Canadian Employment Law Today

June 25, 2014

Focuses on human resources law from a business perspective, featuring news and cases from the courts, in-depth articles on legal trends and insights from top employment lawyers across Canada.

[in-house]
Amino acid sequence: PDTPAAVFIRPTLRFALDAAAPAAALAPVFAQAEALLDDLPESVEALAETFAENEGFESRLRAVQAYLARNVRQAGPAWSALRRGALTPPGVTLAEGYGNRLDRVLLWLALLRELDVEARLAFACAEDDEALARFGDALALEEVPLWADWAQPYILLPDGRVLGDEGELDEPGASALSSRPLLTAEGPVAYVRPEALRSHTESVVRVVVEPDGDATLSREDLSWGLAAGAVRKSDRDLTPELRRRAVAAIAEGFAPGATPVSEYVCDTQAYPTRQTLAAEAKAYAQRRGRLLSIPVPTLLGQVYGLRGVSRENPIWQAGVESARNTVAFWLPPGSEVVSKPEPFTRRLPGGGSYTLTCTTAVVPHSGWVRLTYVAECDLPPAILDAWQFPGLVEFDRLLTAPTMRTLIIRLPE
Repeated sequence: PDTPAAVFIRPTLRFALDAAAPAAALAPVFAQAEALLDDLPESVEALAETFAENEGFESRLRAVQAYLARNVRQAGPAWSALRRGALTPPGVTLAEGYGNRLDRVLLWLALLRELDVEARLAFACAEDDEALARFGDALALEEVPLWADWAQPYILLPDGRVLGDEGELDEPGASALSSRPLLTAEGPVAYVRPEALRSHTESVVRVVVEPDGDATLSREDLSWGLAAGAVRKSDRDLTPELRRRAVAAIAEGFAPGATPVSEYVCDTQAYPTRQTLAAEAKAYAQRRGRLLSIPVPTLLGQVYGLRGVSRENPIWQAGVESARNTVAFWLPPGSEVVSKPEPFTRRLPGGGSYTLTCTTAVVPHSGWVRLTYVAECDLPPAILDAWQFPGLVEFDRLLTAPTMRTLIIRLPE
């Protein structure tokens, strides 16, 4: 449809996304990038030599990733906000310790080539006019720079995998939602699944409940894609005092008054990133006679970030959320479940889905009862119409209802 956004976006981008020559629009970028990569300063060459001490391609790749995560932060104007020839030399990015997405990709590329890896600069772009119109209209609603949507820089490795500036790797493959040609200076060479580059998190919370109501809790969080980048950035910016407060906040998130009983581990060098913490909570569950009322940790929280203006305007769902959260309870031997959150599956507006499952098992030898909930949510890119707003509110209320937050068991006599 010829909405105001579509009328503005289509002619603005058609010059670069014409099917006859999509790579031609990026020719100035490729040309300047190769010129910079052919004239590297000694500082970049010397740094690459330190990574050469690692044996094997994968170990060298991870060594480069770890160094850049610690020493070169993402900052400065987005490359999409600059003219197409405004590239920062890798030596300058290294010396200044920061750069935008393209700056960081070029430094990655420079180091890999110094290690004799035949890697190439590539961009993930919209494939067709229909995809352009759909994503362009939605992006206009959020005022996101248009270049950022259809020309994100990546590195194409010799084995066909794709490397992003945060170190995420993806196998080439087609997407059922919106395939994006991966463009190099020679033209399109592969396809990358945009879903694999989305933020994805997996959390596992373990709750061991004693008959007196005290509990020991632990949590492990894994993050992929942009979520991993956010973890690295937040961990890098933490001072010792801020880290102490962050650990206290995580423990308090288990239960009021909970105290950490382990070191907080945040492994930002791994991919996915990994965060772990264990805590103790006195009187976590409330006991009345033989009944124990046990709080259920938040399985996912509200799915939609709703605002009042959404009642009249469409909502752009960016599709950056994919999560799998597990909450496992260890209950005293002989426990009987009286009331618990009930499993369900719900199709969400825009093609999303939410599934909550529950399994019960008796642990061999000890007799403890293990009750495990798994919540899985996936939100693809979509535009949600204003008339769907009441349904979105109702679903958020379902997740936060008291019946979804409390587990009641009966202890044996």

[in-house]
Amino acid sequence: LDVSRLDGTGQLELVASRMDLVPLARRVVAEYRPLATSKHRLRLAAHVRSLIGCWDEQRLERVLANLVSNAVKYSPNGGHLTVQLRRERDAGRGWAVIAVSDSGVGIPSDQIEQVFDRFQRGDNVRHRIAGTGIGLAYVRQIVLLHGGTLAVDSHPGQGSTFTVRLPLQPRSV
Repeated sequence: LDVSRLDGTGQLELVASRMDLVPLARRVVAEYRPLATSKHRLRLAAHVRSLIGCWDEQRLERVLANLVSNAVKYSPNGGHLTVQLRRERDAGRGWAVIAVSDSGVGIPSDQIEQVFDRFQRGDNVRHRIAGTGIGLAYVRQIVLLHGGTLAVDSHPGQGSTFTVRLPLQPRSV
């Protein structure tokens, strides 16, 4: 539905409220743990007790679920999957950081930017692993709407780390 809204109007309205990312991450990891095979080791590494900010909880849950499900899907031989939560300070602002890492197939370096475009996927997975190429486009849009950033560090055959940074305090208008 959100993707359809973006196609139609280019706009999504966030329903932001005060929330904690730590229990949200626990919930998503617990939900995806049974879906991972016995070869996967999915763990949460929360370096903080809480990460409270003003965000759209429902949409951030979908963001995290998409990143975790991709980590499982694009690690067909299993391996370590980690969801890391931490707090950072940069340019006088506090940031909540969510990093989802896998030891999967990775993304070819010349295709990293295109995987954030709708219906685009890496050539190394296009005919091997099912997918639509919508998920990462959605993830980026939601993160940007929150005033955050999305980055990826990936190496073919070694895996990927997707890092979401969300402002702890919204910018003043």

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PM40065782 Emplo y ment Law Today Canad a ian June 25, 2014 Disabled employee fi red for misleading employer pg. 4 Difference between the way worker carried herself at work and that observed outside of work like 'night and day' New Ontario leaves ONTARIO employers will soon be obligated to grant leaves to workers in more circum- stances. The Ontario legislature has passed amend- ments to the Employment Standards Act, 2000, adding three more types of unpaid leave, effective Oct. 29: Family caregiver — up to eight weeks off to care for a family member with a serious medical condition without a signifi cant risk of death. Critically ill child-care — up to 37 weeks off for a parent to care for a critically ill child. Crime-related death or disappearance — up to 52 weeks off for parents of a child missing because of a crime and up to 104 weeks if the child is believed to be de- ceased. IN SHORT Option to keep working must be clear for dismissed workers pg. 3 Employer's offer as mitigation must be clear ASK AN EXPERT pg. 2 Employees who exceed sick day alotment with Brian Johnston Getting ready for Canada's stringent anti-spam legislation Organizations need to take steps to ensure employees comply with CASL BY SHANNON ANTHONY A SWEEPING piece of federal legislation is poised to have a profound impact on your organization's IT, marketing and business development initiatives. Canada's Anti-Spam Legislation (CASL) should be a top priority for organizations across the country. at's because CASL regulates all forms of commercial electronic messages (CEMs) originating from orga- nizations, including emails, text and voice messages, as well as the sending of images. In the digital era we live in, one would be hard-pressed to fi nd an organization whose employees did not engage in the commer- cial transmission of these sorts of messages — and if yours is like virtually every business in Canada, then it will fall under the juris- diction of CASL when the legislation comes into eff ect on July 1, 2014. CASL is the result of years of countless complaints by individuals and businesses tired of being inundated by unsolicited electronic messages, commonly known as spam. In response, the new law covers any CEM sent with the intent to purchase, sell, lease or barter a good, product, service or land, or even promote the person connected to those commercial activities. is covers the gamut of CEMs an organization might transmit in the course of regular business. CASL doesn't ban commercial email or text messages, of course. But beginning in Acknowledgment of serious privacy breach saves hospital worker's job AN ONTARIO arbitrator has reinstated a hospital worker who was fi red for accessing and disclosing patient health information without permission. e employee was a health assistant, hired in 2001, with the Georgian Bay Hospi- tal (GBGH). It operates two hospitals — in Midland, Ont., and Penetanguishene, Ont. GBGH had a policy protecting the con- fi dentiality of patient health records, which were only to be accessed by workers in the "circle of care" — practitioners who were directly attending to the patient's health needs. Patient consent was also required to access or disclose health information. GBGH staff were trained on the policy and signed an agreement that breaching it would lead to discipline up to and including termination of employment. On May 19, 2012, a friend of the employee was in an accident and was taken to GBGH. e employee called an X-ray technician at the hospital and asked if the friend was one of the technician's patients, which the tech- nician confi rmed and discussed the injury. e employee shared the information with her husband and the friend's brothers. e X-ray technician reported the inci- dent to her manager, who completed a risk occurrence report for GBGH's privacy offi - cer. e privacy offi cer interviewed the em- ployee and launced a privacy audit of all the employee's accesses of medical records over the previous year. COMPLY on page 6 » BREACH on page 2 » CREDIT: ELTORO69/SHUTTERSTOCK.COM

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